A Visual Analogue Scale (VAS) is a simple method for measuring subjective experience like mood, pain, or fatigue. Typically, a VAS consists of a 10 centimeter line anchored at each end by words descriptive of opposing statements (bipolar) or the minimal and maximal extremes of one statement (unipolar). On this linear scale, the person indicates how he or
she is feeling at the moment by placing a mark between 2 statements concerning a specific condition of the dimension being measured.
VAS questionnaires are less popular than The Likert scale which is the most widely used scaling technique and commonly used in various stress and health research studies. These scales typically consist of items that for example require respondents to rate their degrees of agreeing or disagreeing with various declarative statements. Usually three to seven response alternatives are used, but there are different opinions about the optimal number of response alternatives.
Many studies compared VAS and Likert scales which share in some cases only 60% of common variance. VAS seems to be more sensitive to smaller changes in subjective states and are not affected by the Wording of the response alternatives as it is the case in Likert Scales. The interpretation of the Visual Analogue Scale with respect what is normal, what is a midrange and what is extreme is left to the test subject.
- Bond & Lader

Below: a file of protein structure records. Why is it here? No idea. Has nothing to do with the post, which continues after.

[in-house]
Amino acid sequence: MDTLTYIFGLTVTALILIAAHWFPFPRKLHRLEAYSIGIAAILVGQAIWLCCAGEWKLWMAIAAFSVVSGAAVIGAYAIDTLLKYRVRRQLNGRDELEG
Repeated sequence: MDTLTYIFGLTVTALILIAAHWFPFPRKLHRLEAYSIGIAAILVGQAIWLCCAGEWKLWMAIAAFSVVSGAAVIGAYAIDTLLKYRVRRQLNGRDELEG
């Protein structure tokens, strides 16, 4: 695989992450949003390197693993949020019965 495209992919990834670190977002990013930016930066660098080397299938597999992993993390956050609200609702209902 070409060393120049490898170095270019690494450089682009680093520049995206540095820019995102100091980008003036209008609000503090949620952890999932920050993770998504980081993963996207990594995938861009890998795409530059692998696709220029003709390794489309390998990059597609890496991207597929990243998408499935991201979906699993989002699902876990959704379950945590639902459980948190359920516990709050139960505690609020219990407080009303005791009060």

The Bond & Lader Mood Scale was published 1974 and since then is a widely used clinical scale to measure current mood state, in particular sedative drug effects. In its original version, it consists of 16 bipolar scales that measure four different concepts of mood:
Mental Sedation or intellectual impairment
Physical Sedation or bodily impairment
Tranquillization or calming effects
Other types of feelings or attitudes
To measure more general sleep propensity, the VAS method can also be used to ask single direct questions about specific fatigue dimensions
Aitken, R.C.B. (1969). Measurement of feelings using visual analogue scales. Proceedings of the Royal Society of Medicine, 62, 989-993.
Bond, A., and Lader, M. (1974). The use of analogue scales in rating subjective feelings. British Journal of Medical Psychology, 1974, 47, 211-218.
Hasson, Dan, and Arnetz, B.B. (2005). Validation and Findings Comparing VAS vs. Likert Scales for Psychosocial Measurements. International Electronic Journal of Health Education, 2005; 8:178-192.
Johns, M. (2009). What is excessive daytime sleepiness? in Sleep Deprivation: Causes, Effects and Treatment. Editors; P. Fulke and S. Vaughan. Nova Science, New York, 2009, pp. 59-94